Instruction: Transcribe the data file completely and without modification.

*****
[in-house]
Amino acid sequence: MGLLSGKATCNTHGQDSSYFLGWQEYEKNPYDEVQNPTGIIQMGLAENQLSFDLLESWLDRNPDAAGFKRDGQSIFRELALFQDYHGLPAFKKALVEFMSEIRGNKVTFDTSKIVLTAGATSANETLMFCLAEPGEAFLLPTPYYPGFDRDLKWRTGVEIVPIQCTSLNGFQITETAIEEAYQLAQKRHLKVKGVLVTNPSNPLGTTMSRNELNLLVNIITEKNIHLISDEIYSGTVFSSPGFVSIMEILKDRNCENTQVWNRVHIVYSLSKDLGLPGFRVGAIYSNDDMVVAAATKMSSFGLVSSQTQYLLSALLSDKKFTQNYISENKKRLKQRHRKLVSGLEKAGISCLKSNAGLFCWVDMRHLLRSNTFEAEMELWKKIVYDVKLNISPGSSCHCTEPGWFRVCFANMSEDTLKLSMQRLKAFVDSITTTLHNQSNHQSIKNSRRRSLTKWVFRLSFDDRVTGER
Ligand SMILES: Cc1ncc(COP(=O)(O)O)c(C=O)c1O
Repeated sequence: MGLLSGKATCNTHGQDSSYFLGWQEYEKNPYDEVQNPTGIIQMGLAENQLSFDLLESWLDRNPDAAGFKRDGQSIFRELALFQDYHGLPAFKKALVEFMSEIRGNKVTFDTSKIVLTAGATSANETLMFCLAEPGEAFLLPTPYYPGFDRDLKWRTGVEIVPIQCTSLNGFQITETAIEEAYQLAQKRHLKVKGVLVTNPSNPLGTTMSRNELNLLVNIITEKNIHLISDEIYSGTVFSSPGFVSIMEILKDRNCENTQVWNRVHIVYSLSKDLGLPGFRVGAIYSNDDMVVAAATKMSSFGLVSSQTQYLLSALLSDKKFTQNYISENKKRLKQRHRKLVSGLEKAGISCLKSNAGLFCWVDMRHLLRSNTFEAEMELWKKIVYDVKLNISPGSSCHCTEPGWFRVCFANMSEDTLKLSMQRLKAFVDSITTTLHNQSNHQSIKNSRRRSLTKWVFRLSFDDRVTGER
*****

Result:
[in-house]
Amino acid sequence: MGLLSGKATCNTHGQDSSYFLGWQEYEKNPYDEVQNPTGIIQMGLAENQLSFDLLESWLDRNPDAAGFKRDGQSIFRELALFQDYHGLPAFKKALVEFMSEIRGNKVTFDTSKIVLTAGATSANETLMFCLAEPGEAFLLPTPYYPGFDRDLKWRTGVEIVPIQCTSLNGFQITETAIEEAYQLAQKRHLKVKGVLVTNPSNPLGTTMSRNELNLLVNIITEKNIHLISDEIYSGTVFSSPGFVSIMEILKDRNCENTQVWNRVHIVYSLSKDLGLPGFRVGAIYSNDDMVVAAATKMSSFGLVSSQTQYLLSALLSDKKFTQNYISENKKRLKQRHRKLVSGLEKAGISCLKSNAGLFCWVDMRHLLRSNTFEAEMELWKKIVYDVKLNISPGSSCHCTEPGWFRVCFANMSEDTLKLSMQRLKAFVDSITTTLHNQSNHQSIKNSRRRSLTKWVFRLSFDDRVTGER
Ligand SMILES: Cc1ncc(COP(=O)(O)O)c(C=O)c1O
Repeated sequence: MGLLSGKATCNTHGQDSSYFLGWQEYEKNPYDEVQNPTGIIQMGLAENQLSFDLLESWLDRNPDAAGFKRDGQSIFRELALFQDYHGLPAFKKALVEFMSEIRGNKVTFDTSKIVLTAGATSANETLMFCLAEPGEAFLLPTPYYPGFDRDLKWRTGVEIVPIQCTSLNGFQITETAIEEAYQLAQKRHLKVKGVLVTNPSNPLGTTMSRNELNLLVNIITEKNIHLISDEIYSGTVFSSPGFVSIMEILKDRNCENTQVWNRVHIVYSLSKDLGLPGFRVGAIYSNDDMVVAAATKMSSFGLVSSQTQYLLSALLSDKKFTQNYISENKKRLKQRHRKLVSGLEKAGISCLKSNAGLFCWVDMRHLLRSNTFEAEMELWKKIVYDVKLNISPGSSCHCTEPGWFRVCFANMSEDTLKLSMQRLKAFVDSITTTLHNQSNHQSIKNSRRRSLTKWVFRLSFDDRVTGER